Cécile C.'s Reviews > The Key

The Key by Jun'ichirō Tanizaki
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's review
Oct 14, 2009

it was amazing
bookshelves: japanese-literature
Recommended for: people who will take it seriously
Read in October, 2009

This book was, ironically, one of the only classics I manages to find in a collection of popular/mainstream literature. I stopped wondering why after ten pages. It is short nd concise and very hot and perverse, and you even have the excuse that it is classical Japanese literature--what's not to love?

Fortunately, it is also much, much more than cheap eroticism. Indeed, to read it as an exciting bedside reading is to miss the point entirely. It is rather a psychological novel, based on the partial understanding of a husband and wife who try to explore each other's feelings in order to better manipulate the other. Of course, when I say "feelings", do not understand that this is some sort of emotional introspection where husband and wife try to get into each other's head and finally learn about mutual rspect. This is not about emotions at all (nor respect, for that matter), this is about sex, and manipulation. But who said that sex was less complex than emotions?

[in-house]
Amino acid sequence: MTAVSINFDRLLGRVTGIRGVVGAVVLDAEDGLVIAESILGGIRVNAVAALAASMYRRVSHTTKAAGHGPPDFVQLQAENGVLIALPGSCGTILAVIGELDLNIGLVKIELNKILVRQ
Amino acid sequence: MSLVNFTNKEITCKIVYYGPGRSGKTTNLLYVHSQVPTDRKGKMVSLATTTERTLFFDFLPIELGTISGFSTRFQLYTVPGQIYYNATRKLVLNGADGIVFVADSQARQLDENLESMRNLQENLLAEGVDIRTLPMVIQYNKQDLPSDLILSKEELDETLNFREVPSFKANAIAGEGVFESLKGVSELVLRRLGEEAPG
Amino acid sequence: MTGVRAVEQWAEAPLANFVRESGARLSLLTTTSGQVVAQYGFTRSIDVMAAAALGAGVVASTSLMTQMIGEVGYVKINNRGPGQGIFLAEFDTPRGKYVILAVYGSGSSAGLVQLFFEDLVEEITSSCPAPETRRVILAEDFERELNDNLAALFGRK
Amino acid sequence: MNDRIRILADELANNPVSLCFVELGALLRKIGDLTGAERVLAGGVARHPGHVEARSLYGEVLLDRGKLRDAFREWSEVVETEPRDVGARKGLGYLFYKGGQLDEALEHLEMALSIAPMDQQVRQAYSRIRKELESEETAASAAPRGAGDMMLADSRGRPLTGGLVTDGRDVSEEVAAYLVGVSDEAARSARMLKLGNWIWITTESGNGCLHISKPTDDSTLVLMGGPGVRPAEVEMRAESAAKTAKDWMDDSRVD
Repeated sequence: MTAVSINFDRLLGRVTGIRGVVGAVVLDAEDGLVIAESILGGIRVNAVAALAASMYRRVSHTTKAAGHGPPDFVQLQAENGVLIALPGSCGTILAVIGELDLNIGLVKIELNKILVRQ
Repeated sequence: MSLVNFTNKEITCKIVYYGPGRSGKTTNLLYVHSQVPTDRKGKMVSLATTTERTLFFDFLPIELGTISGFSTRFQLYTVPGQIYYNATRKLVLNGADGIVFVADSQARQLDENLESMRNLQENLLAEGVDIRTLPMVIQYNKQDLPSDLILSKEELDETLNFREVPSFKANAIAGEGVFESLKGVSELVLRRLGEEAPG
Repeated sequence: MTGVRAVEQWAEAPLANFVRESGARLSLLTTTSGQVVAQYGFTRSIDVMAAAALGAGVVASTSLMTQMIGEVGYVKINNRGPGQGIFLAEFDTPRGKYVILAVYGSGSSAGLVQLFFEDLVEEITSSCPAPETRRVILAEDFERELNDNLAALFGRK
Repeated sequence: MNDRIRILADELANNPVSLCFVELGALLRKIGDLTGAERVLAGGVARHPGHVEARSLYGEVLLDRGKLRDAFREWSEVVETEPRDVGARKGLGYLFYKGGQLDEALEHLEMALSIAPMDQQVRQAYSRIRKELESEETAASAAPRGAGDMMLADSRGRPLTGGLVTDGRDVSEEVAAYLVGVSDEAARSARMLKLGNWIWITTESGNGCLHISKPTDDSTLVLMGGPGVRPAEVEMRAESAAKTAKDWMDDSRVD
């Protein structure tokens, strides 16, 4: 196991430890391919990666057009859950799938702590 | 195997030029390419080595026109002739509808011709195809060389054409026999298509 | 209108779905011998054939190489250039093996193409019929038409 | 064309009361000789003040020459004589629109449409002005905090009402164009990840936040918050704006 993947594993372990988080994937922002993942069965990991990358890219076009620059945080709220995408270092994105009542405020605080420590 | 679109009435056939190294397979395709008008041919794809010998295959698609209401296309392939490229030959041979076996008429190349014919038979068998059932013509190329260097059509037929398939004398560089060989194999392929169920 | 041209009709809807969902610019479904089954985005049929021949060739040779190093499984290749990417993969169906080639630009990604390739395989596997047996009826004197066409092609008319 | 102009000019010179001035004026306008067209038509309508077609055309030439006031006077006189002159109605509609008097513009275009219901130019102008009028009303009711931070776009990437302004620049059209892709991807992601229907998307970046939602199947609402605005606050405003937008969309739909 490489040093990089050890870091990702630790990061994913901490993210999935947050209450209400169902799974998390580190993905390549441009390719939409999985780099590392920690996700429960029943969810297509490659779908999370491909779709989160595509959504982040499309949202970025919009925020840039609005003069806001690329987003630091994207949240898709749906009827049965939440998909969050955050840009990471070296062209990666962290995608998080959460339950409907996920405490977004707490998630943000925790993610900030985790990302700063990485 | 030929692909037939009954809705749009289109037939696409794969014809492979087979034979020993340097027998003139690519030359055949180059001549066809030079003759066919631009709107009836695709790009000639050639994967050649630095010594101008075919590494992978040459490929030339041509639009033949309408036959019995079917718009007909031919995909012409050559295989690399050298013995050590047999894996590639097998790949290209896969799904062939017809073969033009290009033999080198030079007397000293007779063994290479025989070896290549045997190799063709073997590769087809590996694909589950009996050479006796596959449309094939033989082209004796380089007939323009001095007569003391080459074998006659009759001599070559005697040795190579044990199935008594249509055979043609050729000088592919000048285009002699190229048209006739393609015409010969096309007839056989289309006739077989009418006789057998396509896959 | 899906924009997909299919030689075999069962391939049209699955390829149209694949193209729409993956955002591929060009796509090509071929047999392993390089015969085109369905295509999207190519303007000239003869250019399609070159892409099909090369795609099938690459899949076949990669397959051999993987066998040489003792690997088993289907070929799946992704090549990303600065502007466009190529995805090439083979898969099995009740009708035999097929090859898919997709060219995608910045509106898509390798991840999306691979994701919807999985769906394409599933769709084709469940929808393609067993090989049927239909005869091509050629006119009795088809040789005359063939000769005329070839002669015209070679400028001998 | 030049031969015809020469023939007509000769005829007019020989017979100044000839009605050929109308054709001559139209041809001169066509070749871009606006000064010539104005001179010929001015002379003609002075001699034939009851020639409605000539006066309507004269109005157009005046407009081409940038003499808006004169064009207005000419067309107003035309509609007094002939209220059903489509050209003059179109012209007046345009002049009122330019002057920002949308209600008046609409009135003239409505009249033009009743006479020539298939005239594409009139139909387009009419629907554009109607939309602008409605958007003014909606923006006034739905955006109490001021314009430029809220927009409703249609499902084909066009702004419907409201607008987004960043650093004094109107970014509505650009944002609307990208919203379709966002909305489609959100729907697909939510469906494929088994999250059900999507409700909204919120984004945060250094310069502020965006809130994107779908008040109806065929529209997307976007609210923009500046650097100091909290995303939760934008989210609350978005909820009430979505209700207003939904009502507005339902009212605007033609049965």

I guess the best thing about this book is its absence of coyness or inhibitions when it comes to sexuality. All the traps authors usually fall in are avoided: it is never gratuitously obscene nor uselessly bashful, and it never brings morality in when it would be beside the point. This allows the author to write an extremely dense and precise account of the psychological game the couple is playing. The style is perfectly appropriate to the story, being never too introspective nor too impersonal, and the length is perfect: everything is said in few words, there is not a page that has no utility for the whole.

So please, if you are going to pick up this book, do try to take it seriously, as literature. That is the best way I know to be excited bout a novel.
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